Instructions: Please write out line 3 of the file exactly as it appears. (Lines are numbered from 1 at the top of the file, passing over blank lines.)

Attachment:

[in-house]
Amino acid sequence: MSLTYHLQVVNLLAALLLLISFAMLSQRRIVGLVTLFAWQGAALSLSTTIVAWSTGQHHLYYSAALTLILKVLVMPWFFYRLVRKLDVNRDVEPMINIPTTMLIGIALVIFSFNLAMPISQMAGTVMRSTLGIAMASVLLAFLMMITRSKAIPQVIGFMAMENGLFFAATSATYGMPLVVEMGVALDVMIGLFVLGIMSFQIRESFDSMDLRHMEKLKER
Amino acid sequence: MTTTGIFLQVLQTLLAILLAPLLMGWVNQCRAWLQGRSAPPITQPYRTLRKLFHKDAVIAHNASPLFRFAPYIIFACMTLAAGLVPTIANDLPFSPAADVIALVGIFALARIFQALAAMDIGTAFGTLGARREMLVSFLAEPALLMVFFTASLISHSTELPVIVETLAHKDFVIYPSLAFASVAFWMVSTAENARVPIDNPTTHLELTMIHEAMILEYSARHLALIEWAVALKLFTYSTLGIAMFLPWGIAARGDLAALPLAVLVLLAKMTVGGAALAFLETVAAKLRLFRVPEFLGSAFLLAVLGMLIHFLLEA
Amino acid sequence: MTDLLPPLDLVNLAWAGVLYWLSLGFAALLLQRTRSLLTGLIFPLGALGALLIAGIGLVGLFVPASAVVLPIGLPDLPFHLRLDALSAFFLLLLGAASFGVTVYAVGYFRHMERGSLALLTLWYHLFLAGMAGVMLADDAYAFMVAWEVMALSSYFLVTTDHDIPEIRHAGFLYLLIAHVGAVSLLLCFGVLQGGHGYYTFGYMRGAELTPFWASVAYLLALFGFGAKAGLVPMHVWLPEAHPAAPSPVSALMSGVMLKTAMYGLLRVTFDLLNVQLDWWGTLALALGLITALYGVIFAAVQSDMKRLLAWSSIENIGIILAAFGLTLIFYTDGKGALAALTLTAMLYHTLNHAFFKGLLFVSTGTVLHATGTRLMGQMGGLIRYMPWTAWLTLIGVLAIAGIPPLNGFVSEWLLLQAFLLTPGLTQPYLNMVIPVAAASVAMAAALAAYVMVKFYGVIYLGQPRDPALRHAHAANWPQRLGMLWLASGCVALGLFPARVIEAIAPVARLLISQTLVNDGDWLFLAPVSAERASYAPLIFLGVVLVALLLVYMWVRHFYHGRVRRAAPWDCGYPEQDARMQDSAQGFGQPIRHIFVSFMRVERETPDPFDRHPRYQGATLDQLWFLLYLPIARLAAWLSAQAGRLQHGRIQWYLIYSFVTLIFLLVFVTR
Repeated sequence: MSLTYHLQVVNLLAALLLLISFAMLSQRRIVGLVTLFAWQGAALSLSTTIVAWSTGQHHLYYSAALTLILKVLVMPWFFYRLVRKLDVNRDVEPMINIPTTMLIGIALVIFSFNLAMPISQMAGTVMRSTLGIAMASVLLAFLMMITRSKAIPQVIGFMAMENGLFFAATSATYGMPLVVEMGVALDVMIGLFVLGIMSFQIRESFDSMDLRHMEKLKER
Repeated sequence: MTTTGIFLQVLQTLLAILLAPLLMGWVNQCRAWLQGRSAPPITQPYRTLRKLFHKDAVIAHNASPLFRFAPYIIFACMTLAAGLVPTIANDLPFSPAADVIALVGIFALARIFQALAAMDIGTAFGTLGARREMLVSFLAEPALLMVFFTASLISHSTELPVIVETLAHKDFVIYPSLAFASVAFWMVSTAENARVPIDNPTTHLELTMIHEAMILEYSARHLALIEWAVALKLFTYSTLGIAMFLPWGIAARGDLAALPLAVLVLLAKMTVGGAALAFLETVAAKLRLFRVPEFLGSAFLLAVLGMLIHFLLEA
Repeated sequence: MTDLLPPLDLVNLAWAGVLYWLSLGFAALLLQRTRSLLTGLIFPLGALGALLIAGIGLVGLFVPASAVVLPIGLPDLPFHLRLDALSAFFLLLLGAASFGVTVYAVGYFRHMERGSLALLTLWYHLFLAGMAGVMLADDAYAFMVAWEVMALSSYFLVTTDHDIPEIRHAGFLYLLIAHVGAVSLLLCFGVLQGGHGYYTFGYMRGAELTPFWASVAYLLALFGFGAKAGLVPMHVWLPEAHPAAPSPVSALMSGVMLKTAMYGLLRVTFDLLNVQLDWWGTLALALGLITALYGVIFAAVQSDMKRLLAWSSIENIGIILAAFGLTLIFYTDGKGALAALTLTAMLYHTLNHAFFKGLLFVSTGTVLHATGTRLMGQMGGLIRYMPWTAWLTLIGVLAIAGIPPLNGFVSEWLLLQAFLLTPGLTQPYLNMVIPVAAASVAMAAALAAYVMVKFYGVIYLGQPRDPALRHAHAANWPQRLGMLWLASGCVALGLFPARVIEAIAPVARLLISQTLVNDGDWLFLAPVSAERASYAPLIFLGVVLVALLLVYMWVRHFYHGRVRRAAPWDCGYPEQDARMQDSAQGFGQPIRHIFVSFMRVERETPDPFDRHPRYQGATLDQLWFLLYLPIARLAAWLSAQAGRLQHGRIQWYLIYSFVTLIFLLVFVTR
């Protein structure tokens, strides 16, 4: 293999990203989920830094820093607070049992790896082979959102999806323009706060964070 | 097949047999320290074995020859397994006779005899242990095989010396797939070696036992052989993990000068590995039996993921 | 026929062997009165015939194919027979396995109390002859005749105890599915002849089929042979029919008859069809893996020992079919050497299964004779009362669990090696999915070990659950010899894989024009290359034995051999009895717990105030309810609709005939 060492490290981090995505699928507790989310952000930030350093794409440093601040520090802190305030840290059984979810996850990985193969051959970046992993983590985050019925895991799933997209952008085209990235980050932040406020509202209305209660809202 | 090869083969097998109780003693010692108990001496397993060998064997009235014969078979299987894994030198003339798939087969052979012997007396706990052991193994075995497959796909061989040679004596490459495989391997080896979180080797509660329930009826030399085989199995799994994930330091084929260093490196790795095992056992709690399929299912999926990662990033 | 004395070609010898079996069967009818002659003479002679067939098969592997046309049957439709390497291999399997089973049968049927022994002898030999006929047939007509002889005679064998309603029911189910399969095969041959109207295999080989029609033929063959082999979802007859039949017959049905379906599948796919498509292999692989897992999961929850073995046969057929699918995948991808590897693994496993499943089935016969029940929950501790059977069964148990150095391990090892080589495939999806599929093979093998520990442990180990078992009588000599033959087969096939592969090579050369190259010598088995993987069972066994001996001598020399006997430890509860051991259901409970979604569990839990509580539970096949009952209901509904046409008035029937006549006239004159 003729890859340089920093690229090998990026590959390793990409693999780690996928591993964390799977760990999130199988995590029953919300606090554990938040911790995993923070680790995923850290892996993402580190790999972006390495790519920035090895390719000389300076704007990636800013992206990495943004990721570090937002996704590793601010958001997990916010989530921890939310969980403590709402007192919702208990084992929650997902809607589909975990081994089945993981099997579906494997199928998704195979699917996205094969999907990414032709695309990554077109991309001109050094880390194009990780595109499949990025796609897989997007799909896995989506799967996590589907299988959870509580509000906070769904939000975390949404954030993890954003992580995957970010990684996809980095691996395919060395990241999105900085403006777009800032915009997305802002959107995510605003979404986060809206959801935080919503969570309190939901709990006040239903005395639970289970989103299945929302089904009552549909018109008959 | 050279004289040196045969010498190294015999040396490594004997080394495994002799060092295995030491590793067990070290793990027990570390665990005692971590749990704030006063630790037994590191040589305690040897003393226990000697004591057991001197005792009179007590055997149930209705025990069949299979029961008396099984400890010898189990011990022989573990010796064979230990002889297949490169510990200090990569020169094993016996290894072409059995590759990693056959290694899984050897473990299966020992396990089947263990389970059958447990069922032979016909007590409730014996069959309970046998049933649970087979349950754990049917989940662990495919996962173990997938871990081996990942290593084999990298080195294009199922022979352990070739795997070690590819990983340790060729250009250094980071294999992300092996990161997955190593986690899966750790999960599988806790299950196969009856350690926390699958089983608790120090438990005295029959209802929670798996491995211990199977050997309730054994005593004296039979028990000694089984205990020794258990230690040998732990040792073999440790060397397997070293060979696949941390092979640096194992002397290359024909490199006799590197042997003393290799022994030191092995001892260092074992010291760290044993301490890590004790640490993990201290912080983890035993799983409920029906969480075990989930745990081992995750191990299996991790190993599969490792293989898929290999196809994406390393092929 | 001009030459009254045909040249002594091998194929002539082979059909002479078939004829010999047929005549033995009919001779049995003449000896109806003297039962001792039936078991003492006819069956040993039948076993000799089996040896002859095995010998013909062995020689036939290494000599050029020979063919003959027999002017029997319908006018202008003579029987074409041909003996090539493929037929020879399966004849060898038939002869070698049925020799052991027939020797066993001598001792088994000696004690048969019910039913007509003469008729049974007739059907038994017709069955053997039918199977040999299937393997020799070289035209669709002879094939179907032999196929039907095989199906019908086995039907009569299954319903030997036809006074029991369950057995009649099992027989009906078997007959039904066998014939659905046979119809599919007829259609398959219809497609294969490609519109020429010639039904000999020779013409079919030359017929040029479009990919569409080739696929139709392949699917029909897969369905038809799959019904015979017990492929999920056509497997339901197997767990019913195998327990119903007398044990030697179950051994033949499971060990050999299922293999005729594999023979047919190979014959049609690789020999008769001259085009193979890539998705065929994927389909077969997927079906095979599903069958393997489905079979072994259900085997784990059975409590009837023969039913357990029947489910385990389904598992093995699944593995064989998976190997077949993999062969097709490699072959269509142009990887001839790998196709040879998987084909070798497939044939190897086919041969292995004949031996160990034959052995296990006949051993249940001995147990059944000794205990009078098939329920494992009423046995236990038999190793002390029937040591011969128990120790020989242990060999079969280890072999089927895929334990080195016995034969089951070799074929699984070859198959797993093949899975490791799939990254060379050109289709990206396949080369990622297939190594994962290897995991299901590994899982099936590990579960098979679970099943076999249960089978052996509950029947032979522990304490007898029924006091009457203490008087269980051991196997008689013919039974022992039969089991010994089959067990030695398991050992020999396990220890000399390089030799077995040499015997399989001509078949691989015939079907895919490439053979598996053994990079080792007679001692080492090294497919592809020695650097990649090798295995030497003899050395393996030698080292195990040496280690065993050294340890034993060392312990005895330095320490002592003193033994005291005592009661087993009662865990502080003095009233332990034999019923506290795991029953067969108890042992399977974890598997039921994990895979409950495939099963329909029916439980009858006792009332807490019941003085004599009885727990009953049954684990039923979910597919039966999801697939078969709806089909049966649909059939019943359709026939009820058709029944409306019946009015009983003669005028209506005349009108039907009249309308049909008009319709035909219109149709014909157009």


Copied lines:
Amino acid sequence: MTTTGIFLQVLQTLLAILLAPLLMGWVNQCRAWLQGRSAPPITQPYRTLRKLFHKDAVIAHNASPLFRFAPYIIFACMTLAAGLVPTIANDLPFSPAADVIALVGIFALARIFQALAAMDIGTAFGTLGARREMLVSFLAEPALLMVFFTASLISHSTELPVIVETLAHKDFVIYPSLAFASVAFWMVSTAENARVPIDNPTTHLELTMIHEAMILEYSARHLALIEWAVALKLFTYSTLGIAMFLPWGIAARGDLAALPLAVLVLLAKMTVGGAALAFLETVAAKLRLFRVPEFLGSAFLLAVLGMLIHFLLEA